Wednesday, February 21, 2007

May the Wilberforce Be With You

The film "Amazing Grace" opens in two days. I was favored to see a preview last week. I commend the film highly. The ads suggest that the movie is about the song, but it isn't. The film is about the long struggle of William Wilberforce to end the slave trade in Britain. Friday, the day the film opens, is the 200th anniversary of the crucial vote in Parliament.

Let me say a bit about the movie first. Ioan Gruffudd does a pretty good job as Wilberforce. There is also a courtship story in the middle with a gorgeous Romala Garai as the eventual Mrs. Wilberforce. I thought the best performance came from Benedict Cumerbatch as Prime Minister William Pitt the Younger, friend and close ally of Wilberforce's. Bristol Bay Productions made the film, following "Ray" and "The Chronicles of Narnia." Bristol Bay is not a Christian company, but, as we were told at the preview, it is full of Christians, and they have a mission to make decent films about moral triumph. "Amazing Grace" was one of the stories that Bristol Bay was created to make.

William Wilberforce is a hero of evangelical politics. I think he is all but unknown in this country due to his "right" religion and his "left" politics. He falls between the stools of American ideological polarization, which is a double pity – he should be a hero to both sides, and the sides shouldn't be divided into these camps, anyway. I think Wilberforce exemplifies the kind of "God's Politics" that Jim Wallis has in mind in the book of that title.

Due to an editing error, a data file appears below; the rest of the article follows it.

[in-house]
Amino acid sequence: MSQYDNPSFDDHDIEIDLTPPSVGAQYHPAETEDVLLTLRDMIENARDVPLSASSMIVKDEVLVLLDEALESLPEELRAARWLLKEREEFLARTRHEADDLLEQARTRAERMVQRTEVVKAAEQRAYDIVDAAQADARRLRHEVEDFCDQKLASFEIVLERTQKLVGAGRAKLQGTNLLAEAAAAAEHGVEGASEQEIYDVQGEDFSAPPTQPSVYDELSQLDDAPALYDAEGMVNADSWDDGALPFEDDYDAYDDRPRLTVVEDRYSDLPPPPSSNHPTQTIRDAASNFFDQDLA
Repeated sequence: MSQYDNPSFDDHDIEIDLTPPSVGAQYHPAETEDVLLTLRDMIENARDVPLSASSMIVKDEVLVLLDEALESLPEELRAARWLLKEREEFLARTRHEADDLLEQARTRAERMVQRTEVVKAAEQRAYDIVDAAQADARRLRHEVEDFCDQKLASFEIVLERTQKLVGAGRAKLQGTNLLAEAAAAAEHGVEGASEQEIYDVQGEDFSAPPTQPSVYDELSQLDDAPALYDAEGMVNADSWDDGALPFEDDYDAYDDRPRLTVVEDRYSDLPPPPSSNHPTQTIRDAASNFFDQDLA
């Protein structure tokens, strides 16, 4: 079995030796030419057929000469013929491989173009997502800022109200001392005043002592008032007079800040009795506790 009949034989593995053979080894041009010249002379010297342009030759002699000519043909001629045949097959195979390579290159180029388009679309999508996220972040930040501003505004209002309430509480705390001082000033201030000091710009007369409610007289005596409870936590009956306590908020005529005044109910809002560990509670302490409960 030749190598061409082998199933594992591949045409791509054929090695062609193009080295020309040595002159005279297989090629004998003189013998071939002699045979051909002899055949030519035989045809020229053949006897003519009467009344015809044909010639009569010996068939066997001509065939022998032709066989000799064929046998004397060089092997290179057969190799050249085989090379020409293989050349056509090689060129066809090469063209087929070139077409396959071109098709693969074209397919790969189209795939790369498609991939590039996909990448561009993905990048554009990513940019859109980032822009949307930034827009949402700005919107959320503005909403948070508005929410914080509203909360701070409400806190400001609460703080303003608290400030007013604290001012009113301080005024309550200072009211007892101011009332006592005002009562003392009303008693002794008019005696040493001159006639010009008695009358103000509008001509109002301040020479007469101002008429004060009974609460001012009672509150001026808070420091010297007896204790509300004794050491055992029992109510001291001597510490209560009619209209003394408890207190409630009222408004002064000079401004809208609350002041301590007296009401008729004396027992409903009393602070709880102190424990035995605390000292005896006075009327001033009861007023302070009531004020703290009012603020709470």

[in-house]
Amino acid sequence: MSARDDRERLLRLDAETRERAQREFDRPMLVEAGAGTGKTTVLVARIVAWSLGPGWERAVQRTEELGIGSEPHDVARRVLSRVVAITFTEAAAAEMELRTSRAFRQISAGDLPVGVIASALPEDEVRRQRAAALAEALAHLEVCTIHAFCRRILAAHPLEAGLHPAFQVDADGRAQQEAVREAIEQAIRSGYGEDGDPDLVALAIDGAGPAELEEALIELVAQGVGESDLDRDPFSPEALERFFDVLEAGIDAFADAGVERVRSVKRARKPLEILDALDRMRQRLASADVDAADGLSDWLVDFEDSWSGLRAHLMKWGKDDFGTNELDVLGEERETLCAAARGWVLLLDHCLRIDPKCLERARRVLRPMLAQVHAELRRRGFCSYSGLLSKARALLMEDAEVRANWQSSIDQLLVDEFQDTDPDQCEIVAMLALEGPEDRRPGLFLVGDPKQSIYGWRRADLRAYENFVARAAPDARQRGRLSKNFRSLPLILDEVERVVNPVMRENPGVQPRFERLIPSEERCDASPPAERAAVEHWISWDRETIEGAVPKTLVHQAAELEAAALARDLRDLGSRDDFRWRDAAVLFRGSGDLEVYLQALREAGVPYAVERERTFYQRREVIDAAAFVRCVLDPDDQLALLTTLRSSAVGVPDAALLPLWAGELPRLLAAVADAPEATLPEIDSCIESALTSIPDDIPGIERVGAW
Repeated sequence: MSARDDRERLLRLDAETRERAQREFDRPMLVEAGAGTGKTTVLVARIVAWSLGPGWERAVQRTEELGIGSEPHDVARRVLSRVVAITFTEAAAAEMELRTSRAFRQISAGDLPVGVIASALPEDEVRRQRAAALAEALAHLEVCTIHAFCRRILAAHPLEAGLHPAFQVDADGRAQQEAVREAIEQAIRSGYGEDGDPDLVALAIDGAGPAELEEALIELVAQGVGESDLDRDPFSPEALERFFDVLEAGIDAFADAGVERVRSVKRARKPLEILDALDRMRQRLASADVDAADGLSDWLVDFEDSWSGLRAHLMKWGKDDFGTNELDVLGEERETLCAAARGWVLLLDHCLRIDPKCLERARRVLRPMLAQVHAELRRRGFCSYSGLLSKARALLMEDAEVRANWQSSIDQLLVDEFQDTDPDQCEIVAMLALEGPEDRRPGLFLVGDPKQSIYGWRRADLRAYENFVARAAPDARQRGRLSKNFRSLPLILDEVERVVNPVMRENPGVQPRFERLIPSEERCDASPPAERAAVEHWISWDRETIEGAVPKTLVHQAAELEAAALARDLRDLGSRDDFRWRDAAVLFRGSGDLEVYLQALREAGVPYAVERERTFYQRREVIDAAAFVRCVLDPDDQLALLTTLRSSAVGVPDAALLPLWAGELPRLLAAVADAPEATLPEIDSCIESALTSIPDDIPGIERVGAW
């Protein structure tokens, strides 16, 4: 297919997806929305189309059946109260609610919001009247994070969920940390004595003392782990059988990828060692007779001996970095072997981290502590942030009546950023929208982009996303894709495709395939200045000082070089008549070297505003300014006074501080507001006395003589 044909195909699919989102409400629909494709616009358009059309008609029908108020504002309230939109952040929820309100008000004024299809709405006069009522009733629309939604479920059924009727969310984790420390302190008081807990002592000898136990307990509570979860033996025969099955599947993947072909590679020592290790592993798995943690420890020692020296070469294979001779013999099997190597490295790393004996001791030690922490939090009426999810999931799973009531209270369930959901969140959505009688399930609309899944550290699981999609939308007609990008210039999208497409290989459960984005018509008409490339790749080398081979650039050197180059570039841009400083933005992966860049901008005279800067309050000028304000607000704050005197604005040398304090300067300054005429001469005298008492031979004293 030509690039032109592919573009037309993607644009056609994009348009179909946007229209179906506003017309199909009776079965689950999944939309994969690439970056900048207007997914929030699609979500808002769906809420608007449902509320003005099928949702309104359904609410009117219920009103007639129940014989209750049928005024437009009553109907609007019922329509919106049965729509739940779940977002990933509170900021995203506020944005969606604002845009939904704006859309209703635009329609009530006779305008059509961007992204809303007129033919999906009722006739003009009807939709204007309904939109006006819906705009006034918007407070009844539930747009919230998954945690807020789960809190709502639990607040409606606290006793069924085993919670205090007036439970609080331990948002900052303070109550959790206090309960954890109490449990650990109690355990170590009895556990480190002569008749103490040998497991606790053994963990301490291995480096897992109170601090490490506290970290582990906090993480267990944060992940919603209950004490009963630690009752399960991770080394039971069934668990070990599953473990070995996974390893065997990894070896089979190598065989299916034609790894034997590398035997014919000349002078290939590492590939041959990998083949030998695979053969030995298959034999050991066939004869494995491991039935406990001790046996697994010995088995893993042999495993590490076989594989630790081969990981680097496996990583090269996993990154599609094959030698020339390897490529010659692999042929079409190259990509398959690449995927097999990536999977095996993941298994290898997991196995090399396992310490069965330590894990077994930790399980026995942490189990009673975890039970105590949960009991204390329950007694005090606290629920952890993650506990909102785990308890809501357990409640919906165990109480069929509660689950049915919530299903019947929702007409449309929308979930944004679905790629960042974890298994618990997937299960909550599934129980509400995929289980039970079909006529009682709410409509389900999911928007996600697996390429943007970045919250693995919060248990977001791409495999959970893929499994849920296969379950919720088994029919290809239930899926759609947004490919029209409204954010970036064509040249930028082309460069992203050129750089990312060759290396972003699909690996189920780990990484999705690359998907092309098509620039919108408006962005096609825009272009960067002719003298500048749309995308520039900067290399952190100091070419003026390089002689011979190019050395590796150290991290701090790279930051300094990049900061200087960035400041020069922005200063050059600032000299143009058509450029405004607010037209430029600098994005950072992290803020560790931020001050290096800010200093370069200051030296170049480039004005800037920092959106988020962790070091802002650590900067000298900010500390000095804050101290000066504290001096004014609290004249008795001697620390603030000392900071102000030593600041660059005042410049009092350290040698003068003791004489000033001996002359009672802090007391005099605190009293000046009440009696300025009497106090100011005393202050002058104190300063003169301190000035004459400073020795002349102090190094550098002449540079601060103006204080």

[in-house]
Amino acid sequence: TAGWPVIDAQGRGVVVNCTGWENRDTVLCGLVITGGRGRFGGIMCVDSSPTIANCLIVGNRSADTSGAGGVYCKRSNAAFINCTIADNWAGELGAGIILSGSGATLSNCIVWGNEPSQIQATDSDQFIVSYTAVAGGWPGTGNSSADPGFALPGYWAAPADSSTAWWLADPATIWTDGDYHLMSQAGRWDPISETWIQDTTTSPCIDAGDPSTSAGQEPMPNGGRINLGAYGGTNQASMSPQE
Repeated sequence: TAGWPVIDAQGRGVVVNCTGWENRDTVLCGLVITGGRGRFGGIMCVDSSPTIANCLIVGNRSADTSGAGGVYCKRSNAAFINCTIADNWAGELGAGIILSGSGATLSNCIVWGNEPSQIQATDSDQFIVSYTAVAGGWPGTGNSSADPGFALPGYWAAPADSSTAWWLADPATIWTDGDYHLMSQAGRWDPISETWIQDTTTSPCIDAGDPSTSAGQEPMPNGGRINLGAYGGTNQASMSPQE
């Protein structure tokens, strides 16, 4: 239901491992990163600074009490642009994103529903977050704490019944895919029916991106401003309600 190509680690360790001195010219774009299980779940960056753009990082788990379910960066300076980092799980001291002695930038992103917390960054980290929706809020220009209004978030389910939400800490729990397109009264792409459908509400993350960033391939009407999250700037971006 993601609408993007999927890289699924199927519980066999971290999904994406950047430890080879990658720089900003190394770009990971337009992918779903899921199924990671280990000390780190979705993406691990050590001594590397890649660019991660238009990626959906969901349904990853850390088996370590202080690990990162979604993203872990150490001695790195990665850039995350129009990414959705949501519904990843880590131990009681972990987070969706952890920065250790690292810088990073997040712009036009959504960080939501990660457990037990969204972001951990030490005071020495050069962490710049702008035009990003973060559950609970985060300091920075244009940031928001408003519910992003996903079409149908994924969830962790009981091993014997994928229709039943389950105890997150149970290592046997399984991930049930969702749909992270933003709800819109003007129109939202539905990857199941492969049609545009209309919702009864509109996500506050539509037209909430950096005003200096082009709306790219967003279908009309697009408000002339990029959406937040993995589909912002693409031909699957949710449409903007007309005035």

I had long wondered why it took more than twenty years for Wilberforce and the other abolitionists to succeed. What derailed the movement toward abolition for years was the French Revolution, and the subsequent war with France. Though there was no logical connection between the two, the slave powers succeeded in painting abolition as sedition, because abolitionists were critical of existing government policy in wartime.

"Amazing Grace" is not a great movie, but it is quite good. It is, though, the best movie about a great story, and a great model for religious politics today. I will be going with a colleague to opening night, taking vanloads of family and students. I urge you all to see it, too.

2 comments:

Alex said...

Like all movies these days, I will end up watching in on DVD sometime in the future. Thanks for the review.

Gruntled said...

The little kid phase of parenthood passes, too. There will be movie dates in your future. Also, Netflix is a godsend for those at home.